theatres, Ghenie conjures worlds that are completely convincing, connected as they are by

the surrealistic exercise of daydreaming and by the artist’s masterly ability to create a

consistently rich, painterly language. His arresting paintings succeed in bringing the past

uncomfortably close to the present, questioning afresh what is permitted to occur and what

is ignored.

The everyday heroes depicted in the paintings of St Petersburg born and based artist Vitaly

Pushnitsky might be seen as reflecting the romantic notion of the labourer in Social Realism,

or even the glorified worker of Russian Socialist Realism. In his Meninas series, however,

Pushnitsky draws his inspiration for his portraits from further back in art history, influenced by

Velasquez’s subversion of the traditions of portraiture. A persistent theme of Pushnitsky’s

practice is his use of light-filled negative space to lend a photographic quality to his

paintings. Yet though they acknowledge the impact of photography, their scale and

format is allied to history painting – a discreet reference to the classical tradition of the St

Petersburg school that the artist has adeptly re-appropriated.

On first appearance, Serban Savu’s meticulously rendered paintings of workers and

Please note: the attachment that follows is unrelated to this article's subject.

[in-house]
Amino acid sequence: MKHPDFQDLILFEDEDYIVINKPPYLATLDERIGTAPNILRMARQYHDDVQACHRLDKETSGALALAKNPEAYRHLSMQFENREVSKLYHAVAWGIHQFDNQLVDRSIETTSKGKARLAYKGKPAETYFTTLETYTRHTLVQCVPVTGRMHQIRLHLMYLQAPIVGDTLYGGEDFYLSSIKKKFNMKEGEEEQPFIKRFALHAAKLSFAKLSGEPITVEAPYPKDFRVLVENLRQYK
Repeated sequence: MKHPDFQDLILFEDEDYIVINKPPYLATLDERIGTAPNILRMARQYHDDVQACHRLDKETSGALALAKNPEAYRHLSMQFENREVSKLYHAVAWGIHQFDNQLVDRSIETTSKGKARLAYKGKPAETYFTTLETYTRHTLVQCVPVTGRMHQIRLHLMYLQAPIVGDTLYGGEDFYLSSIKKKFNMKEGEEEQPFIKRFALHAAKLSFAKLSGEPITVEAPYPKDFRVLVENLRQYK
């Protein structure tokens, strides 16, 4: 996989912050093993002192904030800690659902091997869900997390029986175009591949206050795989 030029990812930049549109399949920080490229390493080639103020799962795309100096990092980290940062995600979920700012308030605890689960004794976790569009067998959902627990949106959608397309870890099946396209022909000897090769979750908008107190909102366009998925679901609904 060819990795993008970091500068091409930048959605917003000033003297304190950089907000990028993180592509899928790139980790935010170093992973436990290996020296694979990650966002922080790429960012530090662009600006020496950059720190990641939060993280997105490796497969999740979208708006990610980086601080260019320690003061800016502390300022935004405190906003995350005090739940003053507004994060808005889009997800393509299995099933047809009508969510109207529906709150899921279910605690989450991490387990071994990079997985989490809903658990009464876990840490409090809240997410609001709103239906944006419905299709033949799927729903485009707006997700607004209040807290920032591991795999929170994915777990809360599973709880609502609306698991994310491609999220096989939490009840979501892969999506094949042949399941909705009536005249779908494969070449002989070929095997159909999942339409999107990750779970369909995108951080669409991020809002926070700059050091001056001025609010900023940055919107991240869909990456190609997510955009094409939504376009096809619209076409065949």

‘ordinary’ folk read as tender documents of the characters who reflect everyday life in the

artist’s native Romania. This arcadia is not what it seems; the ‘dreams’ Savu creates have a

latent darkness informed by his personal experience of the after-effects (several generations

on) of a social and political experiment devised by the communists in the 1960s to create a

‘New Man’ by forcing most of Romania’s mostly rural population to move from their native

villages to cities. The rural population did not assimilate the urban values and so emerged a

hybrid category of people who colonised the peripheries in endless grey-blocked

neighbourhoods while continuing to try and live as they had for centuries. Savu’s work is far

from a straightforward documentation of reality; instead it provides the viewer with a

fascinating insight into a society struggling to contend with both its past and its future.